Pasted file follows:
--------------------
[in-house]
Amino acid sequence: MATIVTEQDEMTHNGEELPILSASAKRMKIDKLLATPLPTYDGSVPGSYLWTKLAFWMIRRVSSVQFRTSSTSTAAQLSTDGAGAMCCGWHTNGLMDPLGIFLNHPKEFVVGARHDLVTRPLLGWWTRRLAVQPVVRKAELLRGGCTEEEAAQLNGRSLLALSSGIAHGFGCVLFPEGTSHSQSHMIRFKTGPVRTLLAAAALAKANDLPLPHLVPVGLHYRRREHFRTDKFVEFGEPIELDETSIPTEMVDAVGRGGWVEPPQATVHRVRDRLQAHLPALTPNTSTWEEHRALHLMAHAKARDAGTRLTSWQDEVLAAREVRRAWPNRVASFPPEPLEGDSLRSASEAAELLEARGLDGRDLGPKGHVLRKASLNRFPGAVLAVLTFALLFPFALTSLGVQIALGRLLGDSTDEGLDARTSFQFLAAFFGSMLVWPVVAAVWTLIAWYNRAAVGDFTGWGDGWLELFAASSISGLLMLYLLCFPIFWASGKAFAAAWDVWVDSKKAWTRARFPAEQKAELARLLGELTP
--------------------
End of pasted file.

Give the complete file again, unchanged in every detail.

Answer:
[in-house]
Amino acid sequence: MATIVTEQDEMTHNGEELPILSASAKRMKIDKLLATPLPTYDGSVPGSYLWTKLAFWMIRRVSSVQFRTSSTSTAAQLSTDGAGAMCCGWHTNGLMDPLGIFLNHPKEFVVGARHDLVTRPLLGWWTRRLAVQPVVRKAELLRGGCTEEEAAQLNGRSLLALSSGIAHGFGCVLFPEGTSHSQSHMIRFKTGPVRTLLAAAALAKANDLPLPHLVPVGLHYRRREHFRTDKFVEFGEPIELDETSIPTEMVDAVGRGGWVEPPQATVHRVRDRLQAHLPALTPNTSTWEEHRALHLMAHAKARDAGTRLTSWQDEVLAAREVRRAWPNRVASFPPEPLEGDSLRSASEAAELLEARGLDGRDLGPKGHVLRKASLNRFPGAVLAVLTFALLFPFALTSLGVQIALGRLLGDSTDEGLDARTSFQFLAAFFGSMLVWPVVAAVWTLIAWYNRAAVGDFTGWGDGWLELFAASSISGLLMLYLLCFPIFWASGKAFAAAWDVWVDSKKAWTRARFPAEQKAELARLLGELTP